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Saturday, June 11 2016
Acts 11: Where Believers Were First Called Christians
"And the disciples were called Christians first in Antioch"
After the martyrdom of Stephen (see The Stoning Of Stephen - Why Are Witnesses Called Martyrs?), the Messiah's people were scattered far and wide from Jerusalem and Judea. Rather than a defeat or a setback, the dispersion of all of those people into other nations (see also Why Was The South A Dangerous Place?) provided for the great growth of what soon thereafter became known as "Christianity" (see also The Gospel By The Greek and The Baptism Of The Ethiopian).
Amazingly, one of the men who was most-responsible for that scattering, and then the subsequent growth, the Pharisee Saul, himself was made a Christian while on his way to Syria to hunt Christians (see Paul's Conversion In Syria and The Rising Of Tabitha). Saul thereafter became known as the apostle Paul, and it was at Antioch in Syria where the believers, including Saul/Paul, were first called "Christians."
At that same time, Peter, who himself had just learned the lesson about how the Gospel is to all nations (see Peter's Lesson With Cornelius The Centurion), helped his fellow believers in Judea to realize that the Messiah's Work was not just a petty matter of their nationalized religion, as they had made it for themselves. It was not new knowledge - Abraham, and Noah before him, knew it long before Israelites and Jews even existed (see The LORD's Seed Covenants With The Two Men Of Iraq).
"11:1 And the apostles and brethren that were in Judaea heard that the Gentiles had also received the word of God. 11:2 And when Peter was come up to Jerusalem, they that were of the circumcision contended with him, 11:3 Saying, Thou wentest in to men uncircumcised, and didst eat with them.
It was in and from Syria that Saul / Paul began his Christian life. He went to Syria as a Christian killer, but returned to Jerusalem as a Christian himself (see the Fact Finder question below).
"11:19 Now they which were scattered abroad upon the persecution that arose about Stephen travelled as far as Phenice, and Cyprus, and Antioch, preaching the word to none but unto the Jews only. 11:20 And some of them were men of Cyprus and Cyrene, which, when they were come to Antioch, spake unto the Grecians, preaching the Lord Jesus. 11:21 And the hand of the Lord was with them: and a great number believed, and turned unto the Lord.
This Day In History, June 11
1184 BC: According to calculations by Eratosthenes, Troy was sacked and burned on this date during the Trojan War.
173: During the Marcomannic Wars, the Roman army in Moravia was encircled by the Quadi (a Germanic tribe), however during a severe thunderstorm the Romans under Marcus Aurelius broke the lines and defeated them.
631: Chinese Emperor Taizong of Tang dispatched ambassadors to the Xueyantuo with gold and silk for the release of enslaved Chinese prisoners captured during the transition from Sui to Tang from the northern frontier. The mission resulted in freeing 80,000 Chinese people.
1346: Charles IV of Luxembourg was elected Holy Roman Emperor in Germany (see The Holy Roman Empire Of The German Nation).
1488: King James III of Scotland was murdered after his defeat at the Battle of Sauchieburn. He was succeeded by his son, James IV.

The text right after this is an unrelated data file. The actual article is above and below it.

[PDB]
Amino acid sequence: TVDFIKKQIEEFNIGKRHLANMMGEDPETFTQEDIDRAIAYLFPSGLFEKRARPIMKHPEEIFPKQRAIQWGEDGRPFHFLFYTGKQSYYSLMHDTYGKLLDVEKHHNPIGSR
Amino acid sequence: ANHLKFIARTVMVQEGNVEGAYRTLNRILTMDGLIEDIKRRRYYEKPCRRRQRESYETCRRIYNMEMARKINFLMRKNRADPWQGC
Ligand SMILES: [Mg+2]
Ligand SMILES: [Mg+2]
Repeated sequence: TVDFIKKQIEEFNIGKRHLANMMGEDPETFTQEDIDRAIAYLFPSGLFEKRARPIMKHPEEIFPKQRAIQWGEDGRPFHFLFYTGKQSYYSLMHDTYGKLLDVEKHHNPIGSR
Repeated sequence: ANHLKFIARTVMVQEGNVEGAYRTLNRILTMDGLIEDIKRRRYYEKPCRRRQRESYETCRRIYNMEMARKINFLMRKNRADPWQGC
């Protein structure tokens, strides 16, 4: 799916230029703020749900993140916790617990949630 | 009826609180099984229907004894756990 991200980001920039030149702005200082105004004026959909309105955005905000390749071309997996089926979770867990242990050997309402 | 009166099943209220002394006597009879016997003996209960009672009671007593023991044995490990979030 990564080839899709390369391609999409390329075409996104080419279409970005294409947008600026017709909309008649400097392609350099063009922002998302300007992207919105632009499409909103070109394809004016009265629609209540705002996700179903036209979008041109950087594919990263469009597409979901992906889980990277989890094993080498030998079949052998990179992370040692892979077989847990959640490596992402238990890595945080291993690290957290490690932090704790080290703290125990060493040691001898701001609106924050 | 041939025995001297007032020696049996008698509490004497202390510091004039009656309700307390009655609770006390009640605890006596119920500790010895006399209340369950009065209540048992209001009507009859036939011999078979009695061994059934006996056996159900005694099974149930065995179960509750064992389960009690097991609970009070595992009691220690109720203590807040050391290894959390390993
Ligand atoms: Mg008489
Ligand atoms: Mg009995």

1509: King Henry VIII of England married the first of his six wives, Catherine of Aragon (the youngest daughter of Ferdinand and Isabella of Spain, the employers of Christopher Columbus). It was Henry's later divorce of Catherine that triggered the break from the Church of Rome and the creation of the Church of England.
1727: King George I, the first Hanoverian king of Britain, died and was succeeded by his son George II.
1788: Russian explorer Gerasim Izmailov arrived in Alaska. The area remained in Russian possession until the mid-twentieth century.
1770: English explorer Captain James Cook ran aground on the Great Barrier Reef of Australia.
1847: John Franklin, British explorer, died in the Arctic after his ships became frozen in the ice. The details of his death were in a note found by a search party in 1859.
1903: King Alexander and Queen Draga of Belgrade were assassinated by members of the Serbian army.
1920: During the Republican National Convention in Chicago, party leaders gathered in a hotel to decide on their candidate for the presidential election. As first written by the Associated Press, it produced the political term "smoke-filled room."
1963: Quang Duc, 66, a Buddhist monk, committed suicide by burning himself with gasoline in a busy Saigon intersection to protest treatment of Buddhists by the U.S.-backed Diem regime. The picture was front-page news around the world the next day, and was followed by other monks in the weeks afterward.
1967: Israel and Syria accepted the terms of a U.N. cease fire.
1987: Margaret Thatcher won her third consecutive term as British Prime Minister.
1997: An official Italian commission approved a move to allow Vittorio Emanuele, son of Italy's last king, to return home after 50 years of exile.
2001: Timothy McVeigh, 32, was executed at a U.S. Federal prison at Terre Haute, Indiana. The U.S.-born terrorist confessed to the bombing of the Federal Building in Oklahoma City on April 19 1995 that killed 168 men, women and children. It was the most deadly act of terrorism in the U.S. prior to the 9-11 attacks on New York and Washington.